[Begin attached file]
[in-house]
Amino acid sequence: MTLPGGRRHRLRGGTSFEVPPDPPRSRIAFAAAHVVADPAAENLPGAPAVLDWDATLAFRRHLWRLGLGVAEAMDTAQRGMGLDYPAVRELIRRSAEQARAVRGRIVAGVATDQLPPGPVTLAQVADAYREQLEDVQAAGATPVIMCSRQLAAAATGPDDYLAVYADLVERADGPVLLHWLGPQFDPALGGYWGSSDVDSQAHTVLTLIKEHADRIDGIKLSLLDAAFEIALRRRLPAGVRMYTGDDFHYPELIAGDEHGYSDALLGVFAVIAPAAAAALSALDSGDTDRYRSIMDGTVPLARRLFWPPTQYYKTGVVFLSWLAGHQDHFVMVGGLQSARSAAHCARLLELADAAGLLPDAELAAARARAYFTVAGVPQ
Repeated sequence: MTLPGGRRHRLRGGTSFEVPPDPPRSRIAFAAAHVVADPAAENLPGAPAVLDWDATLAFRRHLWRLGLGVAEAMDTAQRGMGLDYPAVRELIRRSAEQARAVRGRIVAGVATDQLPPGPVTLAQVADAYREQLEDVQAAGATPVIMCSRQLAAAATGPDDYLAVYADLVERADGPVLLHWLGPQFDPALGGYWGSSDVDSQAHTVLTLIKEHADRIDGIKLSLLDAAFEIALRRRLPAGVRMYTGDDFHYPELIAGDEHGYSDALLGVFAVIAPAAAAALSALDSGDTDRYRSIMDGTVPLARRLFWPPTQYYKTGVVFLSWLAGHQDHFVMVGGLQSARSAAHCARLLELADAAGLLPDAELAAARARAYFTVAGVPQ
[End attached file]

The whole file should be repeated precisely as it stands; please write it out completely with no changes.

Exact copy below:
[in-house]
Amino acid sequence: MTLPGGRRHRLRGGTSFEVPPDPPRSRIAFAAAHVVADPAAENLPGAPAVLDWDATLAFRRHLWRLGLGVAEAMDTAQRGMGLDYPAVRELIRRSAEQARAVRGRIVAGVATDQLPPGPVTLAQVADAYREQLEDVQAAGATPVIMCSRQLAAAATGPDDYLAVYADLVERADGPVLLHWLGPQFDPALGGYWGSSDVDSQAHTVLTLIKEHADRIDGIKLSLLDAAFEIALRRRLPAGVRMYTGDDFHYPELIAGDEHGYSDALLGVFAVIAPAAAAALSALDSGDTDRYRSIMDGTVPLARRLFWPPTQYYKTGVVFLSWLAGHQDHFVMVGGLQSARSAAHCARLLELADAAGLLPDAELAAARARAYFTVAGVPQ
Repeated sequence: MTLPGGRRHRLRGGTSFEVPPDPPRSRIAFAAAHVVADPAAENLPGAPAVLDWDATLAFRRHLWRLGLGVAEAMDTAQRGMGLDYPAVRELIRRSAEQARAVRGRIVAGVATDQLPPGPVTLAQVADAYREQLEDVQAAGATPVIMCSRQLAAAATGPDDYLAVYADLVERADGPVLLHWLGPQFDPALGGYWGSSDVDSQAHTVLTLIKEHADRIDGIKLSLLDAAFEIALRRRLPAGVRMYTGDDFHYPELIAGDEHGYSDALLGVFAVIAPAAAAALSALDSGDTDRYRSIMDGTVPLARRLFWPPTQYYKTGVVFLSWLAGHQDHFVMVGGLQSARSAAHCARLLELADAAGLLPDAELAAARARAYFTVAGVPQ